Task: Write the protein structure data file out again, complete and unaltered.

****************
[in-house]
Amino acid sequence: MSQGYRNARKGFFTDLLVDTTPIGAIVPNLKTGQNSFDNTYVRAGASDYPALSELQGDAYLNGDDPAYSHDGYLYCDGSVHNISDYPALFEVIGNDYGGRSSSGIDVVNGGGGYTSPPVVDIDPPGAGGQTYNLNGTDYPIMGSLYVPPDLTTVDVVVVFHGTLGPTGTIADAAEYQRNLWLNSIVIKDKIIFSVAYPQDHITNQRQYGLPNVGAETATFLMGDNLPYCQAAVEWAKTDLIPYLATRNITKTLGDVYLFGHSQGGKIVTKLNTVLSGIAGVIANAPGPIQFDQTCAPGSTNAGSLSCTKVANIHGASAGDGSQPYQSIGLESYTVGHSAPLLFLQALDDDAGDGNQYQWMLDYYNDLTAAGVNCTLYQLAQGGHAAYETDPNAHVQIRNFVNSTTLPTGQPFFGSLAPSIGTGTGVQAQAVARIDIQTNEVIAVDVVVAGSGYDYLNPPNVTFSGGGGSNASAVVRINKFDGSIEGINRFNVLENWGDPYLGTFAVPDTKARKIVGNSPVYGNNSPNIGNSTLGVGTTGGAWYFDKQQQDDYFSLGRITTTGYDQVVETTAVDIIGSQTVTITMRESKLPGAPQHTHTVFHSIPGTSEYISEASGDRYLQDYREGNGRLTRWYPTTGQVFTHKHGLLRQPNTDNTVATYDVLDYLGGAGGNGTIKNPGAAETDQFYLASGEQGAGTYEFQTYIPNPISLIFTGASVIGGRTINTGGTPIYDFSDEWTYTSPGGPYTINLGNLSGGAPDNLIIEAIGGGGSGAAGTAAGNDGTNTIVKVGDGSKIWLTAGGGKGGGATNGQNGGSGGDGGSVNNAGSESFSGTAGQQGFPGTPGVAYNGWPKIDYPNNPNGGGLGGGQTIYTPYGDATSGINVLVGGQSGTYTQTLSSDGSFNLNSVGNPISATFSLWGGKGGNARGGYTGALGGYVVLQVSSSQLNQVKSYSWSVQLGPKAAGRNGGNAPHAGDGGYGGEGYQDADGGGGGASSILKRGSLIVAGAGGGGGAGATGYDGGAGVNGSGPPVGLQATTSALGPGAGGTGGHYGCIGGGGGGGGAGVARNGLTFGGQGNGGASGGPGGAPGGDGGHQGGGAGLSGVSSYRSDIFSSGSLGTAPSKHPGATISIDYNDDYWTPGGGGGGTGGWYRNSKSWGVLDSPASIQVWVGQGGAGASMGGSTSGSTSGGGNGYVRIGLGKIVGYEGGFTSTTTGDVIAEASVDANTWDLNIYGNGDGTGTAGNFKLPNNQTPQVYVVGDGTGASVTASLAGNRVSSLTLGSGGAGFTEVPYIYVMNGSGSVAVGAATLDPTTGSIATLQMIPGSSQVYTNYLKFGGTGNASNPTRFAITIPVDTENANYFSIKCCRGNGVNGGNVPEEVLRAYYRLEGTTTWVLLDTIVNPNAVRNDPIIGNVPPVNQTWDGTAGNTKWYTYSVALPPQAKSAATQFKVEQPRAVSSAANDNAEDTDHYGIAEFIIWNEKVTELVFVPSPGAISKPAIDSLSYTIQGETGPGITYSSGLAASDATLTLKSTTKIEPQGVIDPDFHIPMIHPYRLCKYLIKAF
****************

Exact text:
[in-house]
Amino acid sequence: MSQGYRNARKGFFTDLLVDTTPIGAIVPNLKTGQNSFDNTYVRAGASDYPALSELQGDAYLNGDDPAYSHDGYLYCDGSVHNISDYPALFEVIGNDYGGRSSSGIDVVNGGGGYTSPPVVDIDPPGAGGQTYNLNGTDYPIMGSLYVPPDLTTVDVVVVFHGTLGPTGTIADAAEYQRNLWLNSIVIKDKIIFSVAYPQDHITNQRQYGLPNVGAETATFLMGDNLPYCQAAVEWAKTDLIPYLATRNITKTLGDVYLFGHSQGGKIVTKLNTVLSGIAGVIANAPGPIQFDQTCAPGSTNAGSLSCTKVANIHGASAGDGSQPYQSIGLESYTVGHSAPLLFLQALDDDAGDGNQYQWMLDYYNDLTAAGVNCTLYQLAQGGHAAYETDPNAHVQIRNFVNSTTLPTGQPFFGSLAPSIGTGTGVQAQAVARIDIQTNEVIAVDVVVAGSGYDYLNPPNVTFSGGGGSNASAVVRINKFDGSIEGINRFNVLENWGDPYLGTFAVPDTKARKIVGNSPVYGNNSPNIGNSTLGVGTTGGAWYFDKQQQDDYFSLGRITTTGYDQVVETTAVDIIGSQTVTITMRESKLPGAPQHTHTVFHSIPGTSEYISEASGDRYLQDYREGNGRLTRWYPTTGQVFTHKHGLLRQPNTDNTVATYDVLDYLGGAGGNGTIKNPGAAETDQFYLASGEQGAGTYEFQTYIPNPISLIFTGASVIGGRTINTGGTPIYDFSDEWTYTSPGGPYTINLGNLSGGAPDNLIIEAIGGGGSGAAGTAAGNDGTNTIVKVGDGSKIWLTAGGGKGGGATNGQNGGSGGDGGSVNNAGSESFSGTAGQQGFPGTPGVAYNGWPKIDYPNNPNGGGLGGGQTIYTPYGDATSGINVLVGGQSGTYTQTLSSDGSFNLNSVGNPISATFSLWGGKGGNARGGYTGALGGYVVLQVSSSQLNQVKSYSWSVQLGPKAAGRNGGNAPHAGDGGYGGEGYQDADGGGGGASSILKRGSLIVAGAGGGGGAGATGYDGGAGVNGSGPPVGLQATTSALGPGAGGTGGHYGCIGGGGGGGGAGVARNGLTFGGQGNGGASGGPGGAPGGDGGHQGGGAGLSGVSSYRSDIFSSGSLGTAPSKHPGATISIDYNDDYWTPGGGGGGTGGWYRNSKSWGVLDSPASIQVWVGQGGAGASMGGSTSGSTSGGGNGYVRIGLGKIVGYEGGFTSTTTGDVIAEASVDANTWDLNIYGNGDGTGTAGNFKLPNNQTPQVYVVGDGTGASVTASLAGNRVSSLTLGSGGAGFTEVPYIYVMNGSGSVAVGAATLDPTTGSIATLQMIPGSSQVYTNYLKFGGTGNASNPTRFAITIPVDTENANYFSIKCCRGNGVNGGNVPEEVLRAYYRLEGTTTWVLLDTIVNPNAVRNDPIIGNVPPVNQTWDGTAGNTKWYTYSVALPPQAKSAATQFKVEQPRAVSSAANDNAEDTDHYGIAEFIIWNEKVTELVFVPSPGAISKPAIDSLSYTIQGETGPGITYSSGLAASDATLTLKSTTKIEPQGVIDPDFHIPMIHPYRLCKYLIKAF